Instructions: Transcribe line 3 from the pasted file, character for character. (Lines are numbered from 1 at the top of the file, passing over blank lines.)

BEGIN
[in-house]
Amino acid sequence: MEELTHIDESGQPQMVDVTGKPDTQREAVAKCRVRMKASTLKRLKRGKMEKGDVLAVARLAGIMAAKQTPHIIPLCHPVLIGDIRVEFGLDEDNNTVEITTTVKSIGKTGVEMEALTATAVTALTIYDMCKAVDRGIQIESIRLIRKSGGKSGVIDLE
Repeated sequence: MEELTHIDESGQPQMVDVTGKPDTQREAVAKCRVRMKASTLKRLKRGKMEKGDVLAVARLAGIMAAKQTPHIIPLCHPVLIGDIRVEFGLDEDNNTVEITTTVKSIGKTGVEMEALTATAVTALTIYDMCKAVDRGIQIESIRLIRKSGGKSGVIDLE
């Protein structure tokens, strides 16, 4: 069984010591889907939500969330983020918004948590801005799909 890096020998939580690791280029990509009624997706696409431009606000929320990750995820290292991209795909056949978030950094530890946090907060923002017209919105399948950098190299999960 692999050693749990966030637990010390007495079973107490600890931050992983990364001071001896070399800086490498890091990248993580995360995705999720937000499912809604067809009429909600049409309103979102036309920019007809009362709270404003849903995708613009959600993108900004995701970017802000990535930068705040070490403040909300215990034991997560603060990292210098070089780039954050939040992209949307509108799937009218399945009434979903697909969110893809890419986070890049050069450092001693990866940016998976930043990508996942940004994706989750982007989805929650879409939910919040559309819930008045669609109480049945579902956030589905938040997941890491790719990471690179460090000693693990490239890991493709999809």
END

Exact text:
Repeated sequence: MEELTHIDESGQPQMVDVTGKPDTQREAVAKCRVRMKASTLKRLKRGKMEKGDVLAVARLAGIMAAKQTPHIIPLCHPVLIGDIRVEFGLDEDNNTVEITTTVKSIGKTGVEMEALTATAVTALTIYDMCKAVDRGIQIESIRLIRKSGGKSGVIDLE